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arch vs. draft course: construction, drafting and detailing.

edited January 2007 in architecture
Design aesthetics aside, I would like to know which course better and more completely outfits a person with drawing, construction and detailing skills. I'm talking straight taught silibus, not skills garnered on the job.

thanks...

Comments

  • Mk3Mk3
    edited April 2015
    .
  • edited January 1970
    thanks for the response, could you please elaborate on the "construction" portion of your silibus? Very curious to know what this entails...
  • Mk3Mk3
    edited April 2015
    .
  • edited January 1970
    Wahey. This is pretty much the exact question I joined up for in the hope of having it answered.

    Thanks for that.


    Meanwhile, I might as well hijack a little. I'm having a serious internal struggle between going all out and going to uni to study architecture or going to TAFE to study drafting. I have heard architects make alot more money (I dont want to be a poor.. anything) but I have also heard it is very arty-farty. I'm not entirely sure I want to be designing things. I dont have any crazy visions of how to improve on anything. I pretty much just want to be able to draft & draw. 2D, 3D, landscapes and internal room views. Etc. I wouldnt mind making models too.

    My pickle is that Im not sure if I should go with uni/architecture first and then if I like it, I'm already on my way, if not, I can go to tafe & do drafting. Or if I should start with tafe/drafting or something.

    It's all a big kerfuffle for me. I'm very much leaning towards TAFE but I dont want to be poor. :lol: Not that anyone does. And the Cert IV of Residential Drafting that I was thinking of doing isnt available at the moment. "Register your interest" it says. So I did.

    Sorry for the ramble. Just needed to get my thoughts out before I go insane. I'm extremely indecisive.

    And Im not sure if this is able to go in here or wherever. Sorry.
  • edited January 1970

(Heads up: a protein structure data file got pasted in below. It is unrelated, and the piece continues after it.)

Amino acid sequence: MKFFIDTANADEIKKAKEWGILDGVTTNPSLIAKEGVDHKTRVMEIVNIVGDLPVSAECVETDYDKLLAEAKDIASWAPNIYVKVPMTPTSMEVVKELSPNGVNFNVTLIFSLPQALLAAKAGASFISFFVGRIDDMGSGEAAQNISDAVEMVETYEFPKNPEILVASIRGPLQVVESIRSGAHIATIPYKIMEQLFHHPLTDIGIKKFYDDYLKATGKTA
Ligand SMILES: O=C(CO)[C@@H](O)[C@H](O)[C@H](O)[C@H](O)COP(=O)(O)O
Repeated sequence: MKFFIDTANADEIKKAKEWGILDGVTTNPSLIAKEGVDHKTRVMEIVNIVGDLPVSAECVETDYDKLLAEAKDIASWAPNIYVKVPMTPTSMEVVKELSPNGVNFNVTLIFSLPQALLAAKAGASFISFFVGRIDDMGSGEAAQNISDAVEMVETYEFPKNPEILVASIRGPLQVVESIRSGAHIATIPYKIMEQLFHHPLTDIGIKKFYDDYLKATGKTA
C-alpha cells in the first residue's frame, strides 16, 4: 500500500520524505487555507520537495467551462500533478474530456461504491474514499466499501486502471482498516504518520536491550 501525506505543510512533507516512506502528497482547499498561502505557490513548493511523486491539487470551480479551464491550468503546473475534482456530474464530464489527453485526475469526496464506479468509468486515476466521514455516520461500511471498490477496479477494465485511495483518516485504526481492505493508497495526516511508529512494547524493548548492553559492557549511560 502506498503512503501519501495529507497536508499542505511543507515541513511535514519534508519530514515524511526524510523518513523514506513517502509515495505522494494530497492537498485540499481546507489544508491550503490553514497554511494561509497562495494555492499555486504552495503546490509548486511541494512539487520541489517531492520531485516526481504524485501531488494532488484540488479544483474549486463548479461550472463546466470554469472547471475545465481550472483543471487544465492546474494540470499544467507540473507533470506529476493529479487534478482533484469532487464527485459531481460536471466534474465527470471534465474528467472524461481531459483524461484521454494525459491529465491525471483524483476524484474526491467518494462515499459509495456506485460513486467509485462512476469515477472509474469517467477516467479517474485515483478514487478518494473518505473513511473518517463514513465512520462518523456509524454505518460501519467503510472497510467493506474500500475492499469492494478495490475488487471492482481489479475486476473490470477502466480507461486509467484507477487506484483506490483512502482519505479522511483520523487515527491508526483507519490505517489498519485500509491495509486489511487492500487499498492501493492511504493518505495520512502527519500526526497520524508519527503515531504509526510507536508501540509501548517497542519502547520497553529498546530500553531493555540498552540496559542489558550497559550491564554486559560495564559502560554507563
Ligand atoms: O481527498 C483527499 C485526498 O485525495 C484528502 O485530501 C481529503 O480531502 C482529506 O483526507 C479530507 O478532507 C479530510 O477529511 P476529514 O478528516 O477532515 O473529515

Well, if you don't want to be designing things I would certainly not undertake the degree course. You will definitely be designing.

    I am one who has done both the drafting certificate and the degree course - and while it was interesting to learn the finer points of drafting and construction the tech course did not hold a candle to the degree course, which took us through infintely greener pastures of environmental science, history, sociolgy, law, business practice, et el. where does it stop. If I had stopped at drafting certificate I would have missed out on so much that has influenced my life in every way thereafter.
  • edited January 1970
    thanks but your reply skirts my specific question..
    I would like to know which course better and more completely outfits a person with drawing, construction and detailing skills

    I'm talking straight up drawing, detailing and construction knowledge.
  • edited January 1970
    I think your question is too simplistic.

    Well it looks on the surface as if it is the drafting course that equips one best for drafting, I would say I learnt more about construction doing the dregree course - as for detailing, a lot of that has to do with the effect you want to create in your building.

    Drafters know a lot about generic applications, but they often aren't equipped to be able to think around the problem and create something new & different. While drafters are great at the standard stuff, it is more likely to be the Architect that gives them the details for the innovative.

    Do you just want to be a documentor of plain buildings, or do you want to be an innovatorr? Therein lies your answer.


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  • edited January 1970
    so straight out of the blocks architects are better at detailing and producing working documents and have a better knowledge of the finer points of (real) construction?

    how many people from your course went on to the degree? what was the attrition rate in the degree course (if any)?
  • edited January 1970
    An arch course basically introduces you to the topics that would concern an architect, but the studying and research is up to yourself. I would go as far as to say nothing is 'taught' in architecture.


    sounds like to me a TAFE course is better suited to your needs. but you might need to take more than just one course to be competent at drafting/detailing and drawing.


    But nothing would ever get done if everyone wanted to be 'innovators'. Detailers are essential to the practice of architecture. So dont let anyone make you think architects are any more important than the person who drafts up things according to regulation and makes everything coherent and in a format that a construction foreman can understand.

    most graduate architects know very little about detailing of complex buildings.
  • edited January 1970
    kashmir the tafe course gives you the skills you mentioned. drawing, construction and detailing is the core of the course but it won't make you an expert you'll have to learn that on the job.

    i love to have a dig at architects so i will also say that if you want to become innovative as mentioned earlier & design things like curved carparks become an architect.
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